Janet Yellen changing bank statement raises eyebrows
- Treasury Secretary Janet Yellen’s shift in tone has cast doubt over the federal government’s ability to respond to the banking crisis.
- On Wednesday, she told lawmakers she had not considered or discussed blanket insurance to deposits without congressional approval.
- On Thursday, Yellen said she was prepared to take additional action to stabilize banks and ensure Americans’ deposits were safe.
A shift in tone from Treasury Secretary Janet Yellen has cast doubt over the federal government’s ability to respond to the recent banking crisis.
On Thursday, Yellen testified to a House panel that the Treasury Department would be prepared to take additional actions to stabilize banks, including the federal emergency measures taken last week to rescue depositors at Silicon Valley Bank (SVB) and Signature Bank.
Her remarks were a departure from the comments she made just a day earlier, when she told senators that her department was not considering any plans to insure all U.S. bank deposits without approval from Congress.
“The fact that Yellen felt she had to ‘correct’ yesterday’s comments makes it sound like she is really worried about something,” investment author James DePorre tweeted on Thursday, adding in another tweet: “Yellen knows she screwed up with her sloppy comments yesterday, so she is trying to make up for it [n]ow.”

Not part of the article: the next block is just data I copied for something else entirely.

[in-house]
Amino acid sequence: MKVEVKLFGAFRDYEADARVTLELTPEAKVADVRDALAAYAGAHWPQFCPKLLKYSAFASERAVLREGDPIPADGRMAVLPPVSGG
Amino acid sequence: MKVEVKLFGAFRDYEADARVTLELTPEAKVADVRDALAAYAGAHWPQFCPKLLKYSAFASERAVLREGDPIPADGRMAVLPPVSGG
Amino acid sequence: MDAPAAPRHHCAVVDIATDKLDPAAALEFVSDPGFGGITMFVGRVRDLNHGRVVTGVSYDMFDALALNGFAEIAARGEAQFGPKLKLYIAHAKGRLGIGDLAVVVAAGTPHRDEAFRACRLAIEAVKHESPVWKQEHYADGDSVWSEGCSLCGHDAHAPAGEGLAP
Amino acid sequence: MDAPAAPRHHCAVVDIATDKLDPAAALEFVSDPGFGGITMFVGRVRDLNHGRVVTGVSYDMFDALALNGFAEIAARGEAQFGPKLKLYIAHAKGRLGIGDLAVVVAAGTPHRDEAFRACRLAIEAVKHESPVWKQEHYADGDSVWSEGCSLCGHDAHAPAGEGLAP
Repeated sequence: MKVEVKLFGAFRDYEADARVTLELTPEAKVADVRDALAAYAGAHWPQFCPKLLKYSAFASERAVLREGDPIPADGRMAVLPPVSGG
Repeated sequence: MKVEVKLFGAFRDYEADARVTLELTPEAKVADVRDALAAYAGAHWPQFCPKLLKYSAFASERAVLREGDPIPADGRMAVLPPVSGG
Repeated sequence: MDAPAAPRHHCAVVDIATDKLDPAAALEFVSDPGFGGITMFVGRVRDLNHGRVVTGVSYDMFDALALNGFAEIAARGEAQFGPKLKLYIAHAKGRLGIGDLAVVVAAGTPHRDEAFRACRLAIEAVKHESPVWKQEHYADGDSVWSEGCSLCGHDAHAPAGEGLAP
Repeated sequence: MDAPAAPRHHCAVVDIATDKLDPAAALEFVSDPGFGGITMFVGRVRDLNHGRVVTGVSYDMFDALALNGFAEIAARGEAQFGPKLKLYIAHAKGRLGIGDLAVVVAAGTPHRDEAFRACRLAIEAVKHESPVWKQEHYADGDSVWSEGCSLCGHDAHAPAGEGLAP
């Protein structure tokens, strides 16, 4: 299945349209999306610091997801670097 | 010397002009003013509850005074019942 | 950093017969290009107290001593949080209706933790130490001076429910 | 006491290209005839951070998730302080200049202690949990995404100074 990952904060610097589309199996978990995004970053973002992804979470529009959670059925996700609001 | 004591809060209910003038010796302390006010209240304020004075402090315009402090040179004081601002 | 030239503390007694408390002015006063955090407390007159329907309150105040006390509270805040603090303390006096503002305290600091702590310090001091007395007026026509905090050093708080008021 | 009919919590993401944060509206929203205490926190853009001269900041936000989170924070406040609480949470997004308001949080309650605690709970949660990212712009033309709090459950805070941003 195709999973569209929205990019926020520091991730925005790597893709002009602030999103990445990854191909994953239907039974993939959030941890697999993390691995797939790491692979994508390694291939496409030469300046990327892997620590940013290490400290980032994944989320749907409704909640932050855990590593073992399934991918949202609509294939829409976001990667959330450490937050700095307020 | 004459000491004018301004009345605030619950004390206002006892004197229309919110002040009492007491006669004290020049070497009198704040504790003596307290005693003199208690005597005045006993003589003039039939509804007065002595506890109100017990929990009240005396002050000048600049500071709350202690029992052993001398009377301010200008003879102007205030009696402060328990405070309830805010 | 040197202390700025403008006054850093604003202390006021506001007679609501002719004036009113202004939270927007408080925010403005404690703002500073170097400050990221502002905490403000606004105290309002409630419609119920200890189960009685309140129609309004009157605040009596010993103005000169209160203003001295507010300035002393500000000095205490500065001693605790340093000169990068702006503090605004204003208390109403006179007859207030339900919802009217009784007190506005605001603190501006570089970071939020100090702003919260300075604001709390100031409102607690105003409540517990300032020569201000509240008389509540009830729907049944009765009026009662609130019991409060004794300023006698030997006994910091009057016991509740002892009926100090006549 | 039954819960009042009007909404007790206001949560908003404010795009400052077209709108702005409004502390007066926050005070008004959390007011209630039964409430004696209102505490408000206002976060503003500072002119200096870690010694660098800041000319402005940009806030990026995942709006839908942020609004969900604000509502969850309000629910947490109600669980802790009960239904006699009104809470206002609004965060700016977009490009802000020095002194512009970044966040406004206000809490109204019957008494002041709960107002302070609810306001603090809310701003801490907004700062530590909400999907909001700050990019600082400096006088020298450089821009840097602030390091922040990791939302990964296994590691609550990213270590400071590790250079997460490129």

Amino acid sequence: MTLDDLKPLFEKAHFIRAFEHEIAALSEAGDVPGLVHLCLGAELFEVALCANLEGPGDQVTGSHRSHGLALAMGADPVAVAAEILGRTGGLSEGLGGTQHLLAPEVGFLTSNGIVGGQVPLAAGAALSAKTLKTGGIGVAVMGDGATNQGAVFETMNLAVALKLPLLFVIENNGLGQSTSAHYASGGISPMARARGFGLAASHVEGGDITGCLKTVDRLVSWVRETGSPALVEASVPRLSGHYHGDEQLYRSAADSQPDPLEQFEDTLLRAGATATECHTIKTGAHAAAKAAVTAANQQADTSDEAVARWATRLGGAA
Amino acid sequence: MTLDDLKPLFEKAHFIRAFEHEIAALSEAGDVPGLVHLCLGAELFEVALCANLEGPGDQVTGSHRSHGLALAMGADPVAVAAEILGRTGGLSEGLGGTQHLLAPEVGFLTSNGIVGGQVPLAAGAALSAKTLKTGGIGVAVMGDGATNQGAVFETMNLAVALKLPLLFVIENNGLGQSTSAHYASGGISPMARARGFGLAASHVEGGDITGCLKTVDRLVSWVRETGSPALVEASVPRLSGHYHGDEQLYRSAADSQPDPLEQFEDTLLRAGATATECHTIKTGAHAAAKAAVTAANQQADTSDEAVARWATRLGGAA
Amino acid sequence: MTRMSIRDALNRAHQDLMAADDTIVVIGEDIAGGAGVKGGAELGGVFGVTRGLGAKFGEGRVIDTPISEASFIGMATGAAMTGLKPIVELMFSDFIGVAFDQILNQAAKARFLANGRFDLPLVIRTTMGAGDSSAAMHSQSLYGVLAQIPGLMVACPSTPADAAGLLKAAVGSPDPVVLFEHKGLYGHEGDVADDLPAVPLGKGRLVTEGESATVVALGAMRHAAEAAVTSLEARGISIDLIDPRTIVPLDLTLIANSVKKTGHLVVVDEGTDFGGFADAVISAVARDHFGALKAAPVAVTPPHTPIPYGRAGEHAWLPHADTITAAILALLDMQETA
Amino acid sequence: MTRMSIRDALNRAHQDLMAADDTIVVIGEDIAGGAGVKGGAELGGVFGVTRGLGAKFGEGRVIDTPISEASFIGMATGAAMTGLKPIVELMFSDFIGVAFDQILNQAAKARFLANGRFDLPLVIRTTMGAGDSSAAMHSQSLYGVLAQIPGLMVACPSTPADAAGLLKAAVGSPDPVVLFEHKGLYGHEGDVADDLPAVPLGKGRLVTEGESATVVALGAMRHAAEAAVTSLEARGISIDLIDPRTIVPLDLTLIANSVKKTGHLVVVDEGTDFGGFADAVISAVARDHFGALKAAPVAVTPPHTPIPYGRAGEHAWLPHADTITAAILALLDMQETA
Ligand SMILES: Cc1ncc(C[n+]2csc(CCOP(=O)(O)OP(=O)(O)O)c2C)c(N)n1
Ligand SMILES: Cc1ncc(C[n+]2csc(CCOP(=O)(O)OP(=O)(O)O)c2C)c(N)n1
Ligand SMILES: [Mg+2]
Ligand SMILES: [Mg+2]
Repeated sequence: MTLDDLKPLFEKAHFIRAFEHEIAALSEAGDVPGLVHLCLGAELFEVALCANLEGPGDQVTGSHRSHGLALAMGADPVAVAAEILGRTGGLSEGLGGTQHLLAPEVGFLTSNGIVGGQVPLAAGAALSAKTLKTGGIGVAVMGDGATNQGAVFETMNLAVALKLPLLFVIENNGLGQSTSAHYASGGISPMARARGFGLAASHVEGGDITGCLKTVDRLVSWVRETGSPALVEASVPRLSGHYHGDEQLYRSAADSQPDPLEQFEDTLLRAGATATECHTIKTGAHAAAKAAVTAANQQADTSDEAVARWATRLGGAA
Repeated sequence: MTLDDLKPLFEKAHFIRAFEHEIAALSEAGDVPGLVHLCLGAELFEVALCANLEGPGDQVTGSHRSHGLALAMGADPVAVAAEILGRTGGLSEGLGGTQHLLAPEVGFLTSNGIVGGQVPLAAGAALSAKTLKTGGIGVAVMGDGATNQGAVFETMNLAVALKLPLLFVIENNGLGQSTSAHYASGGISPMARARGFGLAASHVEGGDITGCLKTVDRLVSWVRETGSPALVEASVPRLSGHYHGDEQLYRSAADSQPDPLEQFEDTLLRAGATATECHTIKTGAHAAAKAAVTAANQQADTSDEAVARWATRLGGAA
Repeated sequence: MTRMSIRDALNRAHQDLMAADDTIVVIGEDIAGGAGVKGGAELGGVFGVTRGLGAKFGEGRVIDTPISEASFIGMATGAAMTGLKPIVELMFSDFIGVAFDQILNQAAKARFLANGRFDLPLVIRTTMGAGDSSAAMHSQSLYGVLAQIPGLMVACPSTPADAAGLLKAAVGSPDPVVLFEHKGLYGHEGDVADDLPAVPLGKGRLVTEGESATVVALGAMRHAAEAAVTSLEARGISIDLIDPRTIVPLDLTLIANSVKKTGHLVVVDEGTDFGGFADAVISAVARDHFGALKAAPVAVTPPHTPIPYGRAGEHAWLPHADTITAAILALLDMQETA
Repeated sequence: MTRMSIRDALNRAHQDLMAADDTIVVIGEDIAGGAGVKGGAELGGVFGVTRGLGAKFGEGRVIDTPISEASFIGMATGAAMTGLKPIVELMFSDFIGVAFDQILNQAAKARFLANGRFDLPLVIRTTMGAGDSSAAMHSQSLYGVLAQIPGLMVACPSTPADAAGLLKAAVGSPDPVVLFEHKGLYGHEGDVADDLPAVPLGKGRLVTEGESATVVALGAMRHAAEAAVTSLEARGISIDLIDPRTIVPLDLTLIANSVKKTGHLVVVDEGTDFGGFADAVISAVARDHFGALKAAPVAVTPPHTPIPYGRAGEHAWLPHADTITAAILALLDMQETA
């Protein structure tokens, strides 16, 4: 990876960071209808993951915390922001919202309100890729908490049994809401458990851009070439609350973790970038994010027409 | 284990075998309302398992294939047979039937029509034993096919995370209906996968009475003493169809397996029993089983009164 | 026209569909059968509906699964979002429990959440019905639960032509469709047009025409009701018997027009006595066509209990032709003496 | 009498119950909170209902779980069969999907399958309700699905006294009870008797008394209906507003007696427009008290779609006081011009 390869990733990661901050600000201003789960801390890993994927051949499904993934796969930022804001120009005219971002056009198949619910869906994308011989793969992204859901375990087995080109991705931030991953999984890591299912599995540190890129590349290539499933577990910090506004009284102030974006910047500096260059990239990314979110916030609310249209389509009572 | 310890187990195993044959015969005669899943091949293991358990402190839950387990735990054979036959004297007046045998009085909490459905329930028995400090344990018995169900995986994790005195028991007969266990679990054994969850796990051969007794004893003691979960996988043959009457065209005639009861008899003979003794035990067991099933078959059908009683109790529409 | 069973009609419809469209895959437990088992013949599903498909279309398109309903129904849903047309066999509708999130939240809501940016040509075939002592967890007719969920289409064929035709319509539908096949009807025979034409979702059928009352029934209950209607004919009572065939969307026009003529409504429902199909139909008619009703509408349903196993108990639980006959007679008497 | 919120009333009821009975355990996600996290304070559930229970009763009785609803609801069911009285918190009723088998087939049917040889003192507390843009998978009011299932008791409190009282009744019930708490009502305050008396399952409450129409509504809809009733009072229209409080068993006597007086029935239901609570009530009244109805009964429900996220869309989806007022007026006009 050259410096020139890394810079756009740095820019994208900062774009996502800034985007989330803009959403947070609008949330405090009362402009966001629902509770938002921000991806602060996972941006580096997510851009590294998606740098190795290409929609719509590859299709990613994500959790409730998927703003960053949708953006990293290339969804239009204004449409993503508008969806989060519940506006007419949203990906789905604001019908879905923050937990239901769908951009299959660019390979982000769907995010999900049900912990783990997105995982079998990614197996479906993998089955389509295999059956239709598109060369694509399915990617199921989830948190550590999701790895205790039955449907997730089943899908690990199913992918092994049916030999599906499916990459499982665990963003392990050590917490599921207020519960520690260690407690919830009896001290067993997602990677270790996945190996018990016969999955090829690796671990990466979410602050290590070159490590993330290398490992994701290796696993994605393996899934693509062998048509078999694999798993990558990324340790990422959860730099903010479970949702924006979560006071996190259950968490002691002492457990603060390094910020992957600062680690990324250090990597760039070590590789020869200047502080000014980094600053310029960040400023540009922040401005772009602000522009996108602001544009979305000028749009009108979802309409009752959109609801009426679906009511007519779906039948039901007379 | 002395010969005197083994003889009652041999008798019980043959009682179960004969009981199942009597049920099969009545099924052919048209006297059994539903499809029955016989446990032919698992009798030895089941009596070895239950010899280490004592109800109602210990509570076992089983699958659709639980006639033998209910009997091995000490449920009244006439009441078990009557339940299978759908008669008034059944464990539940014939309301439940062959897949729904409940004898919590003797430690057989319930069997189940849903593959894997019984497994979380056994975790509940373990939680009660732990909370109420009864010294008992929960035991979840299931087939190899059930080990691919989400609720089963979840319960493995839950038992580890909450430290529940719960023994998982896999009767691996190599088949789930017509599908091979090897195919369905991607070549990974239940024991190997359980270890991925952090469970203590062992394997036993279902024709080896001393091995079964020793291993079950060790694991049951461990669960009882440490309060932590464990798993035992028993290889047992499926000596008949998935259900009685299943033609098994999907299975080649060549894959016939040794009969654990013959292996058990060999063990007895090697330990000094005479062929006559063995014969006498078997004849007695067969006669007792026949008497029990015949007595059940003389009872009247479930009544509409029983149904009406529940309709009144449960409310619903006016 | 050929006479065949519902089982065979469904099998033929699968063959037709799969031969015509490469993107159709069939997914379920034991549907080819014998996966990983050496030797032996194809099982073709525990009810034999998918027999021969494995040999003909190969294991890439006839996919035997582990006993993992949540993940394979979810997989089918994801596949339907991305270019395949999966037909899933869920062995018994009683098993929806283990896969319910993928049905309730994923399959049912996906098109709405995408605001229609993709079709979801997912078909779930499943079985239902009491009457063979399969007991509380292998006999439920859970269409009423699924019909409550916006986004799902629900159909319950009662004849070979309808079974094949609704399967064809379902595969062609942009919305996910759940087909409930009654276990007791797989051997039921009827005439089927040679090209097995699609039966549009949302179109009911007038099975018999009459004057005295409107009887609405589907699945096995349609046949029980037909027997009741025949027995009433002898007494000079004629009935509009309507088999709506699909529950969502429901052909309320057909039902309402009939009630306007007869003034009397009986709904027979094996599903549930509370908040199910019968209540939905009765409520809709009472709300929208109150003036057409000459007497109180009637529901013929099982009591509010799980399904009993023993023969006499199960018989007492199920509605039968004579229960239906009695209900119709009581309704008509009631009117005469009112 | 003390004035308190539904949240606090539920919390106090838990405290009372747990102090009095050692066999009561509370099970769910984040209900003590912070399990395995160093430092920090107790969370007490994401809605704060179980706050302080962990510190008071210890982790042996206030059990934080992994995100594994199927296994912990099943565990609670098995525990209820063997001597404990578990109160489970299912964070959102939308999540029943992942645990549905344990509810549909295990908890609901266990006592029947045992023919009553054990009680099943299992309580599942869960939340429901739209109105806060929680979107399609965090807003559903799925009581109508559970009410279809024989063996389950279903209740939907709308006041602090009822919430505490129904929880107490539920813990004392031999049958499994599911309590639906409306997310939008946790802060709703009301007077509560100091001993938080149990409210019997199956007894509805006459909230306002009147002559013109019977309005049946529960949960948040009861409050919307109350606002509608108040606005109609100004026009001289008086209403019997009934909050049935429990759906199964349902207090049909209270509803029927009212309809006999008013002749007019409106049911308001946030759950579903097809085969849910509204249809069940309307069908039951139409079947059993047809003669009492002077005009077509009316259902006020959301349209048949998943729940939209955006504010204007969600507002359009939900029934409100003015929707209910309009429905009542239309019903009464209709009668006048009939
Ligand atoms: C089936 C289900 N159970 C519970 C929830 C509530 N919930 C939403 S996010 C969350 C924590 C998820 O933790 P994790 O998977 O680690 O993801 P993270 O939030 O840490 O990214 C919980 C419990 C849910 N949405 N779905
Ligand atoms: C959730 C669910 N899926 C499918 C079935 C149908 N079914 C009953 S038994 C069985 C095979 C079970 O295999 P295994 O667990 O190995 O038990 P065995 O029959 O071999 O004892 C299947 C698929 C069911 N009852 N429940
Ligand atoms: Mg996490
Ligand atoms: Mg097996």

Ross Gerber, a financial adviser and president of wealth and investment management firm Gerber Kawasaki, agreed, tweeting: “Yellen trying to sooth markets… Didn’t really work. I dont think people have any faith in Yellen and Powell at this point.”
On Wednesday, Yellen told lawmakers she had not considered or discussed “blanket insurance” to deposits without congressional approval, despite calls from some banking groups for the Biden administration to temporarily guarantee all deposits as part of an effort to restore order in the financial system.
In response to her remarks, regional bank stocks fell Wednesday. For example, shares in First Republic Bank, which have been on shaky ground since the crisis began March 8, dropped 15.5 percent to end Wednesday.
Then on Thursday, the secretary appeared before lawmakers again, this time in the House, to say that the tools that officials have used to prevent contagion “are tools we could use again.”
“The strong actions we have taken ensure that Americans’ deposits are safe,” she said.
Some social media users speculated that Yellen’s shift stemmed from a secret effort to hide or conceal other knowledge about bank stocks.
“What does Yellen know that has her completely pivoting from yesterday’s rhetoric?” one user wrote.
“Yellen yesterday: We are not considering insuring all uninsured bank deposits,” another user said. “Yellen today: I am prepared for additional deposit actions if warranted. Strong actions are to be taken to ensure deposits are safe.”
In Washington, Yellen has drawn criticism from members of Congress who argue that insuring the deposits at SVB and Signature rewarded banks that took excessive risks, and that a lack of action for other small lenders was causing them to suffer mass withdrawals driven by public fear.
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